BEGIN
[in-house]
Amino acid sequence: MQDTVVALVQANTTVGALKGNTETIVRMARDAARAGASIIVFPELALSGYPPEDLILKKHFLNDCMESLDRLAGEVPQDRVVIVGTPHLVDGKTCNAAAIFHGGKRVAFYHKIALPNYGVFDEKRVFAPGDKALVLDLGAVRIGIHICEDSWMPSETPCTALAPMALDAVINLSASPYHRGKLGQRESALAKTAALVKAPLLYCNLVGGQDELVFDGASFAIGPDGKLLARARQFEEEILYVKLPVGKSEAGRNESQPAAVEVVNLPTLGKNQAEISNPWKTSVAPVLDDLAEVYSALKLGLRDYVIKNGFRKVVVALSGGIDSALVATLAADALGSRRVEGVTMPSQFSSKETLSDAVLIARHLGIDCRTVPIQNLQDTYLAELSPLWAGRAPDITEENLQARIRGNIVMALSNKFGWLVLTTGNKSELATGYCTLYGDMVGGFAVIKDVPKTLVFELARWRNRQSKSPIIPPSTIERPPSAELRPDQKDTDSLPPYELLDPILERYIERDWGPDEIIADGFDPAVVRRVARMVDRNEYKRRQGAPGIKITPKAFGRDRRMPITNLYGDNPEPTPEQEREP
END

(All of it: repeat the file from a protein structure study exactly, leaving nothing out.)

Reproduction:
[in-house]
Amino acid sequence: MQDTVVALVQANTTVGALKGNTETIVRMARDAARAGASIIVFPELALSGYPPEDLILKKHFLNDCMESLDRLAGEVPQDRVVIVGTPHLVDGKTCNAAAIFHGGKRVAFYHKIALPNYGVFDEKRVFAPGDKALVLDLGAVRIGIHICEDSWMPSETPCTALAPMALDAVINLSASPYHRGKLGQRESALAKTAALVKAPLLYCNLVGGQDELVFDGASFAIGPDGKLLARARQFEEEILYVKLPVGKSEAGRNESQPAAVEVVNLPTLGKNQAEISNPWKTSVAPVLDDLAEVYSALKLGLRDYVIKNGFRKVVVALSGGIDSALVATLAADALGSRRVEGVTMPSQFSSKETLSDAVLIARHLGIDCRTVPIQNLQDTYLAELSPLWAGRAPDITEENLQARIRGNIVMALSNKFGWLVLTTGNKSELATGYCTLYGDMVGGFAVIKDVPKTLVFELARWRNRQSKSPIIPPSTIERPPSAELRPDQKDTDSLPPYELLDPILERYIERDWGPDEIIADGFDPAVVRRVARMVDRNEYKRRQGAPGIKITPKAFGRDRRMPITNLYGDNPEPTPEQEREP